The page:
How did the Sun's luminosity change during the first billion years?

A very important and complex question. First of all, as a proto star collapses to form a stable star, its luminosity decreases while its surface temperature increases. Once it reaches the so-called Main Sequence when hydrogen can burn into helium at a stable rate, the star then begins a gradual increase in luminosity. During the first 10 to 50 million years it is still settling down as a T-Tauri star as material continues to rain down upon the stellar surface, and great winds and flares erupt on the surface as magnetic fields rearrange themselves and release energy. The T-Tauri phase then slackens and shuts off once the star's photosphere and internal structure stabalize. It is expected that a long period of luminosity increase then begins within the first billion years. Various computer calculations of the evolution of the Sun suggest that it may have been significantly less luminous in the past by perhaps 50 percent or more compared to the present day. This seems to suggest that, for the Earth, the early history of the Earth was a time when its oceans were locked in deep freeze rather than being liquid. Life may have arisen around numerous hydrothermal vents such as those we see in the bottom of the Atlantic ocean today. During the last few billion years, greenhouse heating by the atmosphere may have melted the oceans and made the Earth hospitable for life. The details are still quite uncertain. We do know, however, that fossil bacterial life can be found in 3.8 billion year old rocks so at least some fraction of the Earth was not frozen.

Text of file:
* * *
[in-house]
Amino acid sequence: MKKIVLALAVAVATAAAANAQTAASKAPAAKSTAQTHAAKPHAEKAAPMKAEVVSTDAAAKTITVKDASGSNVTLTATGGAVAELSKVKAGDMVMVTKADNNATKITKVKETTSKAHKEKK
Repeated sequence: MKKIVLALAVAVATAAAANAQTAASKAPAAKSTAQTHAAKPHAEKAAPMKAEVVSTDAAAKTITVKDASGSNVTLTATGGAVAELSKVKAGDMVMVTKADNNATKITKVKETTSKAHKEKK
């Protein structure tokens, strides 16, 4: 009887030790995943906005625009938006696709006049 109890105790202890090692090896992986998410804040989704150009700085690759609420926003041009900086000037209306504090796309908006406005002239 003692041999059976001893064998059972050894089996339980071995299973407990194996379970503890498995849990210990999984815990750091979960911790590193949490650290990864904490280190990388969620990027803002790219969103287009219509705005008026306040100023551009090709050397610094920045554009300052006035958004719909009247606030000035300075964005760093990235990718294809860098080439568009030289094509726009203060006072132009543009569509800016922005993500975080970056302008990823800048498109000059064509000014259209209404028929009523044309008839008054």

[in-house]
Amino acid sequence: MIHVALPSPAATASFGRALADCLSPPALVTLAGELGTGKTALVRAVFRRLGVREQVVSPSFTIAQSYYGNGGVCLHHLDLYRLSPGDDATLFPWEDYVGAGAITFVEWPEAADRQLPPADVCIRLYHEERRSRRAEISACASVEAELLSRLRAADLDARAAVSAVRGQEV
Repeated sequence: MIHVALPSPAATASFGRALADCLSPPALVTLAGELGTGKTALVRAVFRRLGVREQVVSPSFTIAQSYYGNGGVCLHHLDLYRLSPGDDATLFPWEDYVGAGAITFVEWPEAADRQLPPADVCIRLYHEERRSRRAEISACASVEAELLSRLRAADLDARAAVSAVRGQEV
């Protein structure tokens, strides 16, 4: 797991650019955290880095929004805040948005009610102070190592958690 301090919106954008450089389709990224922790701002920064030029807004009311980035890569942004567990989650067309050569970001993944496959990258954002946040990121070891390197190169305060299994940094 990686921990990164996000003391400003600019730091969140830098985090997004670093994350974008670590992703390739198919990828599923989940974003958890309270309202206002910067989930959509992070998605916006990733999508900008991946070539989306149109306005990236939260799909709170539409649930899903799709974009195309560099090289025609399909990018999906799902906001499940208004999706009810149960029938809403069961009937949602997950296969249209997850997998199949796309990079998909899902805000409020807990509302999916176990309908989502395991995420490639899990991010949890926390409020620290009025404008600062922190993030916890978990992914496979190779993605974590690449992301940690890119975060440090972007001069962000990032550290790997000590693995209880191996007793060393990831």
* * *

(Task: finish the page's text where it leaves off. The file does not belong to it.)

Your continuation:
The first billion years may have seen the Sun 1/2 as luminous as it is today, and steadily growing to its present day luminosity in the last few billion years. Whether this was a gradual or episodic change we do not know but assume for now a gradual increase.

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All answers are provided by Dr. Sten Odenwald (Raytheon STX) for the
NASA IMAGE/POETRY Education and Public Outreach program.